Australia arbitrarily detained deportees for over 3 years
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UN decides 3 new
human rights complaints against Australia

Arbitrary detention & interference with the family

Australia has one of the highest rates in the world of adverse decisions from the UN human rights treaty committees.  We've just clocked our 40th in 21 years.

Half of the individual communications decided against Australia (21 out of 40) concern arbitrary detention -- by this measure, arbitrary detention is a leading human rights violation in Australia today.

For those affected, it's a very serious infringement of their rights.  The UN Special Rapporteur on Reparations has classified arbitrary detention as a gross violation of human rights, alongside genocide and torture.

And 2 of the most recent Australian cases add to the tally.

Griffiths v Australia

NSW man Hew Griffiths was indicted in the USA for breach of copyright for making proprietary software & computer games freely available online, without financial gain.

Griffiths was held on remand for over 3 years before being extradited.  He was sentenced by a US court to 51 months in prison, with time already served taken into account.

The UN Human Rights Committee (HRC) found that Mr Griffiths’ long and unjustified detention was arbitrary, and that he was denied the opportunity to challenge his detention.

Remedy: Mr Griffiths is entitled to compensation, including costs.  Australia ought to review its Extradition Act to prevent future violations of articles 2 and 9.

Read more:
Griffiths v Australia

MGC v Australia

US citizen MGC lived in Australia for 15 years.  He was convicted of a series of offences involving fraud.  Because his prison sentence exceeded 12 months, his visa was cancelled.  He was then detained for 3.5 years prior to deportation.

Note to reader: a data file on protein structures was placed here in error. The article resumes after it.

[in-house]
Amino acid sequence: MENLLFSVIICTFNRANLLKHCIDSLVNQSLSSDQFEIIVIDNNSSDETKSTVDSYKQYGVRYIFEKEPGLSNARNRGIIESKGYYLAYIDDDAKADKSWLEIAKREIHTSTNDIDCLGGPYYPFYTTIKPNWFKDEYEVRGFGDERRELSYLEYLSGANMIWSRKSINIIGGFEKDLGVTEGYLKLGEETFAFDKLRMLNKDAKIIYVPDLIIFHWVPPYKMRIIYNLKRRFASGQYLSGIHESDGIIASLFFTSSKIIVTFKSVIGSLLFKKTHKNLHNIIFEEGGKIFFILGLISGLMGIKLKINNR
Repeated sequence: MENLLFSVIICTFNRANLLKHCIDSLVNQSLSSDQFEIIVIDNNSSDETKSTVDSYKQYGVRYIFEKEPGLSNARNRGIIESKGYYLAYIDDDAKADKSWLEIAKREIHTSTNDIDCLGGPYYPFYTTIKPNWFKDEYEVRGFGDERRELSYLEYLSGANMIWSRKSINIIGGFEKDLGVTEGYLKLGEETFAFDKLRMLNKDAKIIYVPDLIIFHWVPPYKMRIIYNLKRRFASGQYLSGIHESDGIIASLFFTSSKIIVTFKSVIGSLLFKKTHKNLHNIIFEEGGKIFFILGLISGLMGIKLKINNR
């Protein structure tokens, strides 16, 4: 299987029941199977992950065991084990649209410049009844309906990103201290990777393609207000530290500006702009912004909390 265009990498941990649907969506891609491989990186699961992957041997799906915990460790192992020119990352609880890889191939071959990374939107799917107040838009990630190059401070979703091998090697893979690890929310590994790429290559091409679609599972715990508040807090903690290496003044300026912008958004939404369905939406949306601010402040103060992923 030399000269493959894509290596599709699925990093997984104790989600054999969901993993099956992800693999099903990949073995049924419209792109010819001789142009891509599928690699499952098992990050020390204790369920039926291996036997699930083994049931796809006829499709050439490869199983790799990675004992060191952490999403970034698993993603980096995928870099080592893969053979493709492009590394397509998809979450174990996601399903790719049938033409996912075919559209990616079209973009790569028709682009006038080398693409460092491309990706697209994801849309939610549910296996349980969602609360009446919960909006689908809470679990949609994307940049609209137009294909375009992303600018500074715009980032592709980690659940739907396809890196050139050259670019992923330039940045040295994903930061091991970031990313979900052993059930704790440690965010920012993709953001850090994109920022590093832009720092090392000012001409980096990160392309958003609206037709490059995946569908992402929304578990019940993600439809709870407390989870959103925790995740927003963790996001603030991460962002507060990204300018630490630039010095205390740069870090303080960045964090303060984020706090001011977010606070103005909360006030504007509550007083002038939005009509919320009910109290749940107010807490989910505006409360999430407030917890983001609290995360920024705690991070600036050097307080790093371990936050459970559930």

MGC, having an Australian son, alleged his prolonged detention and permanent deportation interfered with his family.  He also alleged his detention was arbitrary.

The HRC agreed his detention was arbitrary, but not that the interference with his family was arbitrary.

Remedy: Mr MGC is entitled to compensation. Australia should also review its migration legislation to ensure it conforms with article 9 of the ICCPR.

Read more:
MGC v Australia

Leghaei v Australia

Iranian migrant Dr Leghaei was denied permanent residency owing to an undisclosed ASIO assessment.

Dr Leghaei’s wife & 14yo daughter chose to accompany him when he was obliged to leave Australia in 2010.

The HRC found that Australia did not provide “adequate and objective justification” for Leghaei's expulsion & denied him “due process of law”. "Disrupting long-settled family life” by expelling the father and forcing the family to choose whether to accompany him constitutes arbitrary interference with the family.

Remedy: Dr Leghaei is entitled to a meaningful opportunity to challenge the visa refusal; and compensation.  Australia should prevent similar violations in future.

Read more:
Leghaei et al. v Australia

Echoing themes of criminal deportation & interference with the family ...

In June & July, ABC-TV screened a joint ABC/Fairfax investigation into Calabrian mafia activity in Australia.  The courageous 2-part programme features Frank Madafferi (pictured), principal author of Madafferi & Madafferi v Australia.  This 2004 decision found numerous breaches & potential breaches of the ICCPR in the course of extradition proceedings against Mr Madafferi, including inhumane conditions of detention and potential interference with his family.

Remedy: This case was partially remedied when Mr Madafferi's extradition was halted.  In future, Australia must assess visa applications with due regard for the rights of any children affected, says the UN Human Rights Committee.

Watch: the two 45-minute 4 Corners programmes.

What makes detention arbitrary?

In October 2014, the UN Human Rights Committee -- the world's highest authority on the interpretation of the International Covenant on Civil and Political Rights -- issued a clear and practical definition of arbitrary detention.

Read: the UN criteria delineating lawful from arbitrary detention in Remedy Australia's recent op-ed in the Fairfax papers.

Say 'no more' to arbitrary detention:

Ask Peter Dutton to release refugees detained since 2009 & 2010!

Know someone who cares about human rights?  Please share this newsletter or encourage them to subscribe here.

Thank you.
Nick Toonen OAM
Remedy Australia
Dr Olivia Ball
Remedy Australia
Copyright © 2015 Remedy Australia, All rights reserved.

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